May 10, 2010
Lightning, goes an old saying, doesn't strike twice. Don't tell that to the Indian team, though: it felt the full brunt of its destructive force on Sunday, all over again.
Just a couple of days ago, it was blown away by a torrent of bouncers from a fiery Australia; today, it was West Indies' turn to ride on the same trick to make India look like cringing novices.
After a second successive defeat in the Super Eights, India have surely heard the roll of thunder, if not impending doom, too. Even a victory over Sri Lanka might not save them now; they will need a miracle too, as not only their pride but run-rate too has taken a huge beating.
The 14-run defeat story, though, might seem familiar to even a certified slow coach: India won the toss, elected to field, conceded sixes by the dozen, failed to see the whirring new ball and collapsed in a heap. Just like they did against Australia.
Interestingly, India didn't seem to learn much from that hiding: they stuck to the same XI, despite the overnight rain that left the wicket moist. It didn't take long for the absence of a third seamer to be felt, as West Indies amassed 169 for six. Chris Gayle 98: 5x4, 7x6.
Captain Dhoni, almost vainly, handed the new ball to Harbhajan Singh again; the off-spinner bowled a testing opening spell (3 overs, 12 runs) though, yet again. But runs could not be stopped from the other end, as Gayle and Chanderpaul played typically free-flowing knocks.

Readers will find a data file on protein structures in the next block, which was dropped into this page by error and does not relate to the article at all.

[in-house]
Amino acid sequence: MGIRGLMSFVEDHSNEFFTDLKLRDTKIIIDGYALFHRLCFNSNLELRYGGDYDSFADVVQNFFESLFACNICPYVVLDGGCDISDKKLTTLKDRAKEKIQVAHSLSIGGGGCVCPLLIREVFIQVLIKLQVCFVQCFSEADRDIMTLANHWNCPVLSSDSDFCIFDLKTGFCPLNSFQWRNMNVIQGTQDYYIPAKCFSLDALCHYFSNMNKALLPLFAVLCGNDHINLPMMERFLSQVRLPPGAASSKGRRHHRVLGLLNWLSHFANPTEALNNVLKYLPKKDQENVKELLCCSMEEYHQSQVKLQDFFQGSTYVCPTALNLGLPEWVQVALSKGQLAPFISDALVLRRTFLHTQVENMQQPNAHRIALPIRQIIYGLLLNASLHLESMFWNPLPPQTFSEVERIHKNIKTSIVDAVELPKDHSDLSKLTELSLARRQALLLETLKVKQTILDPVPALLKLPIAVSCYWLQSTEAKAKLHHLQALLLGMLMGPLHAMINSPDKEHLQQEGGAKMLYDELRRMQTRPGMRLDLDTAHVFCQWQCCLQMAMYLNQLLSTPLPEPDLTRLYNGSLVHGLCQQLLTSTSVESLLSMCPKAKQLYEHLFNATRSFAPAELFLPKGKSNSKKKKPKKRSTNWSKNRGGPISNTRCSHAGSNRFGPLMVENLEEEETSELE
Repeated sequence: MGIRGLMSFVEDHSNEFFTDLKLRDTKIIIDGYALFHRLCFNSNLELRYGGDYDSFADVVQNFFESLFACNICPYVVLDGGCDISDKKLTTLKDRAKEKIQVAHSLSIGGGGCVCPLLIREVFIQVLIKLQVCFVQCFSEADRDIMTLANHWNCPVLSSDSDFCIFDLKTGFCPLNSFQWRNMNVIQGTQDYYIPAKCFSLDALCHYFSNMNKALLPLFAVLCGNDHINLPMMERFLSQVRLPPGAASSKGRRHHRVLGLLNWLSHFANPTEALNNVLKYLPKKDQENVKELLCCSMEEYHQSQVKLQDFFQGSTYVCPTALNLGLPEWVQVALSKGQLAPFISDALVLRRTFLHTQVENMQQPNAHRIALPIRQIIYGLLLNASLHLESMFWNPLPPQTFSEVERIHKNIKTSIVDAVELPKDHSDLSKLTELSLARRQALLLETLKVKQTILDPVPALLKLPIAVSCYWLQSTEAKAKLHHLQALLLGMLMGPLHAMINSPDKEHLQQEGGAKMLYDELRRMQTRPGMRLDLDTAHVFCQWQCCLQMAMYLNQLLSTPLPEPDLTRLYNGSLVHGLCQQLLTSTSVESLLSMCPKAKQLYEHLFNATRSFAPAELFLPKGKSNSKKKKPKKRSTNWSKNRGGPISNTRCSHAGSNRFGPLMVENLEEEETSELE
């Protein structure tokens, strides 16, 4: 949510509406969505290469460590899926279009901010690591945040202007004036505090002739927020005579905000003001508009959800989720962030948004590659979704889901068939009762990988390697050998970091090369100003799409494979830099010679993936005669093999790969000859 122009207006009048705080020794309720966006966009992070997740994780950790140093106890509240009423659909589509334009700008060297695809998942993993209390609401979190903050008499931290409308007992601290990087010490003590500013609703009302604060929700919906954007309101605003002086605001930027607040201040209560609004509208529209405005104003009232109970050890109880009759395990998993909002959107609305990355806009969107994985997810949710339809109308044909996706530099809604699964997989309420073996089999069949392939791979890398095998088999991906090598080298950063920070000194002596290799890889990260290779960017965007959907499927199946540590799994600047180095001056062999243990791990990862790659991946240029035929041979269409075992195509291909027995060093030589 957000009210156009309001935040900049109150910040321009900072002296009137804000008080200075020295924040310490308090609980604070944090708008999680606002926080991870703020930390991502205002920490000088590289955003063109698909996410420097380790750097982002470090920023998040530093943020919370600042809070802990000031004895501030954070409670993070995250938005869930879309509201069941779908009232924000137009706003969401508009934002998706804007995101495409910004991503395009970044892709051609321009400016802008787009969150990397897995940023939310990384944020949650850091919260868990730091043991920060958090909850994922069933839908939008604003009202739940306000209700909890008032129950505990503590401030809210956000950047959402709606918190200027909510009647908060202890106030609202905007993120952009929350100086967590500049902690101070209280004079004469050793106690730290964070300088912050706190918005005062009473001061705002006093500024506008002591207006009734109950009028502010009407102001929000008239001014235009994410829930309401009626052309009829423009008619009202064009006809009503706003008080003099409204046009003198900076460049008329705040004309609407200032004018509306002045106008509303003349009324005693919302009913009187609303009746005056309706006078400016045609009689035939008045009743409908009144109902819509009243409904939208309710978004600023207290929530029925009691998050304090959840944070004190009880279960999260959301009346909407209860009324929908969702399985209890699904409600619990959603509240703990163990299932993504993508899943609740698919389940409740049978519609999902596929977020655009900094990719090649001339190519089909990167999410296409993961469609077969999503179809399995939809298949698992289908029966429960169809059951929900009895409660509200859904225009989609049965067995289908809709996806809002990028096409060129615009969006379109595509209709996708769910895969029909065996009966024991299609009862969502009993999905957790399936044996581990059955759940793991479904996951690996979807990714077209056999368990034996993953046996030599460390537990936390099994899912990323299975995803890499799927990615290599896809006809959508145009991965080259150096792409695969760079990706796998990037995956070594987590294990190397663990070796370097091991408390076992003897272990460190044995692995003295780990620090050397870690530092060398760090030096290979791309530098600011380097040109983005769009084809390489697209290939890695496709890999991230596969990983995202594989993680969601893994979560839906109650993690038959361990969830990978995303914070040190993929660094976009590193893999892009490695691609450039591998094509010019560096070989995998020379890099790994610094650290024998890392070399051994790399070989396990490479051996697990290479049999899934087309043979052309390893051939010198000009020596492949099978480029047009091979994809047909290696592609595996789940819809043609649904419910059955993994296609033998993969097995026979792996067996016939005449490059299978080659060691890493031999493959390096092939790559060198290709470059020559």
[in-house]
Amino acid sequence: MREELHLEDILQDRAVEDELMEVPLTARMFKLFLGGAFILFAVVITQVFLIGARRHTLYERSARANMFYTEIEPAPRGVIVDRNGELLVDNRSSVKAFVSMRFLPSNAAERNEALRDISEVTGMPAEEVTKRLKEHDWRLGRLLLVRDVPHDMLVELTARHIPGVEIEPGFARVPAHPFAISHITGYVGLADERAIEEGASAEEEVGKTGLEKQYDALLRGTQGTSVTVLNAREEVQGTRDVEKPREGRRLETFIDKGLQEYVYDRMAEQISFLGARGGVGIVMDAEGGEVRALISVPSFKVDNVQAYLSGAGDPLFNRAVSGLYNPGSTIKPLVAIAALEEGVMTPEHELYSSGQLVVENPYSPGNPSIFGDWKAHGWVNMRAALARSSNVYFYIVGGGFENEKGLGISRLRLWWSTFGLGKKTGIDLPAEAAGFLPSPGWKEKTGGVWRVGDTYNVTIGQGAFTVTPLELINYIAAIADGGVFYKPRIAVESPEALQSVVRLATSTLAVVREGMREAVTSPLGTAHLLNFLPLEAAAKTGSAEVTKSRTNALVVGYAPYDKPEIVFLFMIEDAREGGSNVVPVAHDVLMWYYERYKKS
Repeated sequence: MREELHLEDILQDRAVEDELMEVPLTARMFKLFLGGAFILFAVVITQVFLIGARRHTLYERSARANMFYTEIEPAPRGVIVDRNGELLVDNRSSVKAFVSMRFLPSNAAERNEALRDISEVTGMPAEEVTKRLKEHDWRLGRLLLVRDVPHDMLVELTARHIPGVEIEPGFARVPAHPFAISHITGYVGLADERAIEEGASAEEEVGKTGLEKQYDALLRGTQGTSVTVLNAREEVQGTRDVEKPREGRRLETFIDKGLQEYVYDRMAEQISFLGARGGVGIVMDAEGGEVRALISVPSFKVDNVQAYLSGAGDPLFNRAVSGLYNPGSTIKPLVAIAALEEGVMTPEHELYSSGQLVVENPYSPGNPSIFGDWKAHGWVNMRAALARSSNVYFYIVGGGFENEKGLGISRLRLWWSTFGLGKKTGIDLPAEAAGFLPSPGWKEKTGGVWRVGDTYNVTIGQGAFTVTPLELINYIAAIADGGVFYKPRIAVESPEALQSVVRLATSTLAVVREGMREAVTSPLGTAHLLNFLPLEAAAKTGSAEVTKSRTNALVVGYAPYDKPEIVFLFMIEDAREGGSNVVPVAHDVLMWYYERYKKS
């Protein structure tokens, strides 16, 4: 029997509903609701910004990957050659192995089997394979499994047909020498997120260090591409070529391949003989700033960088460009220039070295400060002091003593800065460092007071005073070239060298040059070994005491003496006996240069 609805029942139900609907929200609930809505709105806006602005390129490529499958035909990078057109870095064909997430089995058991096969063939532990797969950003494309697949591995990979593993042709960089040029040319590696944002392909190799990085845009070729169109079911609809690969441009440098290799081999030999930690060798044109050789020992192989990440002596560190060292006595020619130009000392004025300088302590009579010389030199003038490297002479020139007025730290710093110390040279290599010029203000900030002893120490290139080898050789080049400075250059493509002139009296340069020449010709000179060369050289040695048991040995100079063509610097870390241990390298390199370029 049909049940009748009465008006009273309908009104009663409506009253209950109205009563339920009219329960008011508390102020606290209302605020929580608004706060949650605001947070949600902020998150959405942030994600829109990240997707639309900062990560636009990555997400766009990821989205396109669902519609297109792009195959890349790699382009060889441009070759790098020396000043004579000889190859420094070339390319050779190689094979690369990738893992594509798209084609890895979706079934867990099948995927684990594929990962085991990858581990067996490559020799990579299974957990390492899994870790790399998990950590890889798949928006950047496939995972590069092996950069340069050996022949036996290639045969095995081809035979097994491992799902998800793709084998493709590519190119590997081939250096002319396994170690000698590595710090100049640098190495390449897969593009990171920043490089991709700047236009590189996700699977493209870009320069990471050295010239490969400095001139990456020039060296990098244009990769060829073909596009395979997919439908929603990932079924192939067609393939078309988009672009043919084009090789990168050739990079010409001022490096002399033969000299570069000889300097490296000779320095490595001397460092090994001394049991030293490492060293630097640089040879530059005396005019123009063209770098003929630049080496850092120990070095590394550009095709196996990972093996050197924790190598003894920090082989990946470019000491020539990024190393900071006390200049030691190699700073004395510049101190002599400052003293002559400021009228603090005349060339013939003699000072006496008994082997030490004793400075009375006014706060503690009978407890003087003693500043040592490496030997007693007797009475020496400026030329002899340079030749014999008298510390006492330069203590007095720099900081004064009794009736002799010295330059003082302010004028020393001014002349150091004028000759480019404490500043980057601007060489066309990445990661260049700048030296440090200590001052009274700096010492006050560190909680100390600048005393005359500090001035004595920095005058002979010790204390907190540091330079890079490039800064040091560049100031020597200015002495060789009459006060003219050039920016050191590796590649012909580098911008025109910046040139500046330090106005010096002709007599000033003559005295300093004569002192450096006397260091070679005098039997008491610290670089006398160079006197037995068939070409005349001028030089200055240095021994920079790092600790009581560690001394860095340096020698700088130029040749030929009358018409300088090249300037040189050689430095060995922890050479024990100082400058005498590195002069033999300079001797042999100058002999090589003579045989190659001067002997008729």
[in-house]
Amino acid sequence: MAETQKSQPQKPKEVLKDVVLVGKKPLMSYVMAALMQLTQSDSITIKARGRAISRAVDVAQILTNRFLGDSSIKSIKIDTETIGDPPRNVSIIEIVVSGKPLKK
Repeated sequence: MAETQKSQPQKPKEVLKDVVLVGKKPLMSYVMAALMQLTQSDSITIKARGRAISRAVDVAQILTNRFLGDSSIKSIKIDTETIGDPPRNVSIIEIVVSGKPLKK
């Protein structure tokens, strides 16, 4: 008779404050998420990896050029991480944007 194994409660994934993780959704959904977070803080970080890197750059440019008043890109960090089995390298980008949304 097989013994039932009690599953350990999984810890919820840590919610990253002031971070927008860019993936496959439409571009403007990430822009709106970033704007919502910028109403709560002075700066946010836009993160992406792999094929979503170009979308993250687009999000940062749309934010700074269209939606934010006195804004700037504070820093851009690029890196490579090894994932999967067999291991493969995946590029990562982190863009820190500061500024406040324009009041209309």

Dhoni turned to a second spinner by the sixth over itself: thankfully, it was not Ravindra Jadeja this time. Jadeja, though, continued to have a torrid run: he spilled another catch, and when he was finally summoned in the 12th over, promptly went for two sixes. His second over too yielded 11 runs, although he finally picked up a wicket. Gayle, in the meantime, was slowly coming into his own: a couple of flat hits were followed by soaring sixes. The run-rate too slowly started creeping up, though it barely ever reached alarming heights. It didn't help that he was given a reprieve on 46.
Like the other day, the wicket seemed to change colour and conduct when India started batting. Gayle started with Darren Sammy for a fairly eventless and worry-free over; but Jerome Taylor, from the other end, was quick to raise the demons in the track. A scorcher went past Gambhir's throat, while he just about managed to keep the next one down. Kemar Roach upped the tempo in the next over, hitting over 90 miles per hour. The alarm bells had begun to ring.
Murali Vijay heard them first, succumbing to what else but the pull shot; Gambhir wasn't so lucky though: he was handed a virtually unplayable bouncer. He pulled his face and bat out of harms way but the glove wasn't quick enough: 28 for two, and the track looking mean and dangerous now. Last match's hero Rohit Sharma too didn't last long, attempting an ambitious scoop towards fine leg. He wasn't happy with the caught verdict but there was no doubt in either umpire's mind. Then began India's best phase of the game.
As Pollard arrived with his ambling pace, life became easier in the middle. Suresh Raina attacked him with gusto for a 6, 4, 4 in the tenth over. A couple of overs later, his eyes lit up even more when Chris Gayle took the ball in his own hands. A smart four over extra cover, however, was followed by the death ball: Raina slogs hopefully, managing to only catch Sammy at mid-wicket.
Dhoni and Pathan, after Yuvraj's exit gave India hope again: both went on a six-spree to finally make the target look attainable. But another short ball came back to haunt Pathan and India. Dhoni kept the game alive though, riding on a life too. When 32 were needed in the last two overs, the match came in the realms of the possible too. But a suicidal double-attempt saw Dhoni falling short, as Bravo found the stumps from long on. The match ended at that stage itself.